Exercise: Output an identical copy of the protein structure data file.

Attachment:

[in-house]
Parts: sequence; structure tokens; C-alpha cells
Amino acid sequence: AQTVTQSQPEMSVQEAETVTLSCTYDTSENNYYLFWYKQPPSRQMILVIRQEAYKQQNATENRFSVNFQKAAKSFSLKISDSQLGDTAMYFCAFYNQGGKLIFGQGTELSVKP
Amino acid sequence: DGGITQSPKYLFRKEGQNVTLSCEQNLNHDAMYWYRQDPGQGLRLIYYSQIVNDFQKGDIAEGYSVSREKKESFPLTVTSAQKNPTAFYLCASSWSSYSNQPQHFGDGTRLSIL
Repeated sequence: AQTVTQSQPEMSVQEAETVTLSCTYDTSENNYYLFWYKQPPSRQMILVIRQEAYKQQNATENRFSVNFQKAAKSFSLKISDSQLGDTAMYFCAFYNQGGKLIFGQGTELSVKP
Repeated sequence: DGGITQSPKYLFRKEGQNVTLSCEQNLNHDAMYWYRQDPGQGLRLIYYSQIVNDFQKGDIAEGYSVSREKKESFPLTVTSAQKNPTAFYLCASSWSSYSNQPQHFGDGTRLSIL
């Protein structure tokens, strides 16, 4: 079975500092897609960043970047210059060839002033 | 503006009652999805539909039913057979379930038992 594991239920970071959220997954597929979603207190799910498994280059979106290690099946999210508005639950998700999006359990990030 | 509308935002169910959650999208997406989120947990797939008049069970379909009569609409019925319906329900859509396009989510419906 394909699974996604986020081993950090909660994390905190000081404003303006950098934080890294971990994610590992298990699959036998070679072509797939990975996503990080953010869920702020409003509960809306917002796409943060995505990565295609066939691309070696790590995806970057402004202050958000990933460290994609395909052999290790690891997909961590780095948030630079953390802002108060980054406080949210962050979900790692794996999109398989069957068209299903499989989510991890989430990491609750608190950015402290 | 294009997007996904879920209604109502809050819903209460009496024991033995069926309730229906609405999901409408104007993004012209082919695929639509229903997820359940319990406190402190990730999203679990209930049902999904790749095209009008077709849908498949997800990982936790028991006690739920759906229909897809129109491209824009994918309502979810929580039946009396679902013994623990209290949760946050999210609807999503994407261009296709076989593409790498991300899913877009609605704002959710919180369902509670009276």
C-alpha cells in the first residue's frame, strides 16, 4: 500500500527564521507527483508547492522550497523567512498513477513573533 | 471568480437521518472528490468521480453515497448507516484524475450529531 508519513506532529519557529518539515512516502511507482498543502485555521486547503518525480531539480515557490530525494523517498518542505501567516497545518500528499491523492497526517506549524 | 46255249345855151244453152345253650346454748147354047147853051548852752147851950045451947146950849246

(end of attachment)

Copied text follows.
[in-house]
Parts: sequence; structure tokens; C-alpha cells
Amino acid sequence: AQTVTQSQPEMSVQEAETVTLSCTYDTSENNYYLFWYKQPPSRQMILVIRQEAYKQQNATENRFSVNFQKAAKSFSLKISDSQLGDTAMYFCAFYNQGGKLIFGQGTELSVKP
Amino acid sequence: DGGITQSPKYLFRKEGQNVTLSCEQNLNHDAMYWYRQDPGQGLRLIYYSQIVNDFQKGDIAEGYSVSREKKESFPLTVTSAQKNPTAFYLCASSWSSYSNQPQHFGDGTRLSIL
Repeated sequence: AQTVTQSQPEMSVQEAETVTLSCTYDTSENNYYLFWYKQPPSRQMILVIRQEAYKQQNATENRFSVNFQKAAKSFSLKISDSQLGDTAMYFCAFYNQGGKLIFGQGTELSVKP
Repeated sequence: DGGITQSPKYLFRKEGQNVTLSCEQNLNHDAMYWYRQDPGQGLRLIYYSQIVNDFQKGDIAEGYSVSREKKESFPLTVTSAQKNPTAFYLCASSWSSYSNQPQHFGDGTRLSIL
């Protein structure tokens, strides 16, 4: 079975500092897609960043970047210059060839002033 | 503006009652999805539909039913057979379930038992 594991239920970071959220997954597929979603207190799910498994280059979106290690099946999210508005639950998700999006359990990030 | 509308935002169910959650999208997406989120947990797939008049069970379909009569609409019925319906329900859509396009989510419906 394909699974996604986020081993950090909660994390905190000081404003303006950098934080890294971990994610590992298990699959036998070679072509797939990975996503990080953010869920702020409003509960809306917002796409943060995505990565295609066939691309070696790590995806970057402004202050958000990933460290994609395909052999290790690891997909961590780095948030630079953390802002108060980054406080949210962050979900790692794996999109398989069957068209299903499989989510991890989430990491609750608190950015402290 | 294009997007996904879920209604109502809050819903209460009496024991033995069926309730229906609405999901409408104007993004012209082919695929639509229903997820359940319990406190402190990730999203679990209930049902999904790749095209009008077709849908498949997800990982936790028991006690739920759906229909897809129109491209824009994918309502979810929580039946009396679902013994623990209290949760946050999210609807999503994407261009296709076989593409790498991300899913877009609605704002959710919180369902509670009276």
C-alpha cells in the first residue's frame, strides 16, 4: 500500500527564521507527483508547492522550497523567512498513477513573533 | 471568480437521518472528490468521480453515497448507516484524475450529531 508519513506532529519557529518539515512516502511507482498543502485555521486547503518525480531539480515557490530525494523517498518542505501567516497545518500528499491523492497526517506549524 | 46255249345855151244453152345253650346454748147354047147853051548852752147851950045451947146950849246